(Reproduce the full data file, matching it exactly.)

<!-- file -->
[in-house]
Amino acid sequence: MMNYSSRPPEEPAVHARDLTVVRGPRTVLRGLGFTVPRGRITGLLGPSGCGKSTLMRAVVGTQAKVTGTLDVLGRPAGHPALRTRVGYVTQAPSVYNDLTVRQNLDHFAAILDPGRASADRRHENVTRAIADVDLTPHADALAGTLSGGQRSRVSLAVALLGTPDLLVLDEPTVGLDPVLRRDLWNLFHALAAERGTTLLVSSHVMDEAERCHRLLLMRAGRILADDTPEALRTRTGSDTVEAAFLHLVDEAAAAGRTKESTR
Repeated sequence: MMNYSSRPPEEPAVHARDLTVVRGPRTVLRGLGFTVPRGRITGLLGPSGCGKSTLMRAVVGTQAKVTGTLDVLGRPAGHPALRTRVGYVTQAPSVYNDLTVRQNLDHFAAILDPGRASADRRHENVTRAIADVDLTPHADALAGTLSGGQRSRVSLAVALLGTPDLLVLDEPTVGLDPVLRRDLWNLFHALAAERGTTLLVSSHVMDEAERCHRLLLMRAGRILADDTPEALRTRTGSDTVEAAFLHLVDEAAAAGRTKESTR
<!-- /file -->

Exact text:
[in-house]
Amino acid sequence: MMNYSSRPPEEPAVHARDLTVVRGPRTVLRGLGFTVPRGRITGLLGPSGCGKSTLMRAVVGTQAKVTGTLDVLGRPAGHPALRTRVGYVTQAPSVYNDLTVRQNLDHFAAILDPGRASADRRHENVTRAIADVDLTPHADALAGTLSGGQRSRVSLAVALLGTPDLLVLDEPTVGLDPVLRRDLWNLFHALAAERGTTLLVSSHVMDEAERCHRLLLMRAGRILADDTPEALRTRTGSDTVEAAFLHLVDEAAAAGRTKESTR
Repeated sequence: MMNYSSRPPEEPAVHARDLTVVRGPRTVLRGLGFTVPRGRITGLLGPSGCGKSTLMRAVVGTQAKVTGTLDVLGRPAGHPALRTRVGYVTQAPSVYNDLTVRQNLDHFAAILDPGRASADRRHENVTRAIADVDLTPHADALAGTLSGGQRSRVSLAVALLGTPDLLVLDEPTVGLDPVLRRDLWNLFHALAAERGTTLLVSSHVMDEAERCHRLLLMRAGRILADDTPEALRTRTGSDTVEAAFLHLVDEAAAAGRTKESTR